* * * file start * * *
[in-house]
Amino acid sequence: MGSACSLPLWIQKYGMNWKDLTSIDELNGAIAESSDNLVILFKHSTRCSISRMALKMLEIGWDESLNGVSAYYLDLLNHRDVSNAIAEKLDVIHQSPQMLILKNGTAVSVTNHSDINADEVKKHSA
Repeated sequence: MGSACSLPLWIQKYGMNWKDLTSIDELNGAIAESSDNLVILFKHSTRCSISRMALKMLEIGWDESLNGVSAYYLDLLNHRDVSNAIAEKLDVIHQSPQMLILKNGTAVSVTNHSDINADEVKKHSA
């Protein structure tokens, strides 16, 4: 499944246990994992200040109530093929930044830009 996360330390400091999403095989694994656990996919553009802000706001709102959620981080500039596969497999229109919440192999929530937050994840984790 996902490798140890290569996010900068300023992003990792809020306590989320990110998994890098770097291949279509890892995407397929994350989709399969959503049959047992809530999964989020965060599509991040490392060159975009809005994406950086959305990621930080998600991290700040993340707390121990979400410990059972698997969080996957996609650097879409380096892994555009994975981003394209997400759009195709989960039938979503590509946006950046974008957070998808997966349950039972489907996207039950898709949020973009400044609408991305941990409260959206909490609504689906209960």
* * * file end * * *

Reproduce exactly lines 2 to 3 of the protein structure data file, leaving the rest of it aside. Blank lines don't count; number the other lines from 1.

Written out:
Amino acid sequence: MGSACSLPLWIQKYGMNWKDLTSIDELNGAIAESSDNLVILFKHSTRCSISRMALKMLEIGWDESLNGVSAYYLDLLNHRDVSNAIAEKLDVIHQSPQMLILKNGTAVSVTNHSDINADEVKKHSA
Repeated sequence: MGSACSLPLWIQKYGMNWKDLTSIDELNGAIAESSDNLVILFKHSTRCSISRMALKMLEIGWDESLNGVSAYYLDLLNHRDVSNAIAEKLDVIHQSPQMLILKNGTAVSVTNHSDINADEVKKHSA